Metaproteomics can be used to study functionally active biofilm-based bacterial populations in reclaimed water distribution systems, which in turn result in bacterial regrowth that impacts the water quality. However, existing protein extraction methods have differences in their protein recovery and have not been evaluated for their efficacies in reclaimed water biofilm samples. In this study, we first evaluated six different protein extraction methods with diverse chemical and physical properties on a mixture of bacterial cell culture. Based on a weighting scores-based evaluation, the extraction protocols in order of decreasing performance are listed as B-PER > RIPA > PreOmics > SDS > AllPrep > Urea. The highest four optimal methods on cell culture were further tested against treated wastewater non-chlorinated and chlorinated effluent biofilms. In terms of protein yield, our findings showed that RIPA performed the best; however, the highest number of proteins were extracted from SDS and PreOmics. Furthermore, SDS and PreOmics worked best to rupture gram-positive and gram-negative bacterial cell walls. Considering the five evaluation factors, PreOmics obtained highest weighted score, indicating its potential effectiveness in extracting proteins from biofilms. This study provides the first insight into evaluating protein extraction methods to facilitate metaproteomics for complex reclaimed water matrices.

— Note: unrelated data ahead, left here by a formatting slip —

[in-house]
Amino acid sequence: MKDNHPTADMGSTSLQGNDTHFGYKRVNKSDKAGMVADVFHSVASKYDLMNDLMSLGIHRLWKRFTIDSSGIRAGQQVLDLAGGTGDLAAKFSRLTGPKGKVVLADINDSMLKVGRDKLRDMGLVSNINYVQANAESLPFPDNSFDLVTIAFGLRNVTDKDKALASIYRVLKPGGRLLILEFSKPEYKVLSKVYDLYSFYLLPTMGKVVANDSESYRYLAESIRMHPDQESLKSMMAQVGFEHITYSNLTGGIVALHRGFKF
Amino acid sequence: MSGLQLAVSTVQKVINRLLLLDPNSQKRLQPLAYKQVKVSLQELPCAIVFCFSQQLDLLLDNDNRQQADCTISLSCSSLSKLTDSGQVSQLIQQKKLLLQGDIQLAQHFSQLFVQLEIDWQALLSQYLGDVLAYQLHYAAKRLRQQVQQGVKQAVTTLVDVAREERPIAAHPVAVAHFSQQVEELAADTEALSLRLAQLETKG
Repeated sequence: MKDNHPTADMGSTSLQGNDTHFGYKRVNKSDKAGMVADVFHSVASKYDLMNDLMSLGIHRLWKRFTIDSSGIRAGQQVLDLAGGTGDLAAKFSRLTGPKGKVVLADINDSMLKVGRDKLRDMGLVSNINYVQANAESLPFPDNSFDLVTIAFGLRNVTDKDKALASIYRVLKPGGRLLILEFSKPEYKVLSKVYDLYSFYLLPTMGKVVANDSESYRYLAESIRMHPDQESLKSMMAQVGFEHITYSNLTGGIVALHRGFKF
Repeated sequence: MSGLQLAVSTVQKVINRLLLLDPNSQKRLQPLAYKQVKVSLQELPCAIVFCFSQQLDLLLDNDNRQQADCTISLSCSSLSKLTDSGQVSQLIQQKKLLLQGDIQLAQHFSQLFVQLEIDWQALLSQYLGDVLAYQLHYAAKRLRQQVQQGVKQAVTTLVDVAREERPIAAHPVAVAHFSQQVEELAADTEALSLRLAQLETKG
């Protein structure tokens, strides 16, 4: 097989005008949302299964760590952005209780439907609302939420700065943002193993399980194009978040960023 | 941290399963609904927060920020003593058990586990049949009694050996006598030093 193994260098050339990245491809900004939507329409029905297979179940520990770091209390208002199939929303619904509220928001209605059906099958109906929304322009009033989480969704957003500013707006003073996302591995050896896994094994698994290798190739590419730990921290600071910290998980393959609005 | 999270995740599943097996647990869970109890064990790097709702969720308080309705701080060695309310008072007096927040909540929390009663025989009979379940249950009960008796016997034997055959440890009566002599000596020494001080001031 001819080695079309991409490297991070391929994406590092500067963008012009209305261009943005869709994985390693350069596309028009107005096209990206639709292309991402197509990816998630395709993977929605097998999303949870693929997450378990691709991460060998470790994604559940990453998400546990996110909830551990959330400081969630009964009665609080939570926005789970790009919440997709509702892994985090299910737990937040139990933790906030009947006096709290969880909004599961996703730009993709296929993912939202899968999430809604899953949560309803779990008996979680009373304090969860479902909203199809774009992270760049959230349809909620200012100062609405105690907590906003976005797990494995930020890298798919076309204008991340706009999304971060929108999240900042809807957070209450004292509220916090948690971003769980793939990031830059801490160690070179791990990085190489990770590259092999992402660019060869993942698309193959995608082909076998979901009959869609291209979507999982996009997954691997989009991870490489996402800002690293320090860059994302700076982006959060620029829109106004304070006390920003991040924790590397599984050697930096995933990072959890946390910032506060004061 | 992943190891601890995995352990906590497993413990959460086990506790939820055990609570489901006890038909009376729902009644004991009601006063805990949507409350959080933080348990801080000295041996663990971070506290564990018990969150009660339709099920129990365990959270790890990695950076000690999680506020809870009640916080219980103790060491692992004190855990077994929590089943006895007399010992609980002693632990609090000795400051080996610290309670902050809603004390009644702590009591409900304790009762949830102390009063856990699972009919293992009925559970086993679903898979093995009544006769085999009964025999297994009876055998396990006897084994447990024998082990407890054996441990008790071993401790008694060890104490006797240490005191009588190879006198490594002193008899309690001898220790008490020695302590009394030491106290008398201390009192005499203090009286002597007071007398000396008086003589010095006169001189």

Bibliographical noteKAUST Repository Item: Exported on 2023-08-07
Acknowledged KAUST grant number(s): BAS/1/1033-01-01
Acknowledgements: The authors would like to thank the KAUST Facilities and Maintenance Utilities team for providing access to wastewater samples, and the KAUST Bioscience Proteomics Core Lab team for technical guidance. This work is funded by KAUST baseline grant BAS/1/1033-01-01 awarded to PYH.
ASJC Scopus subject areas
- Molecular Biology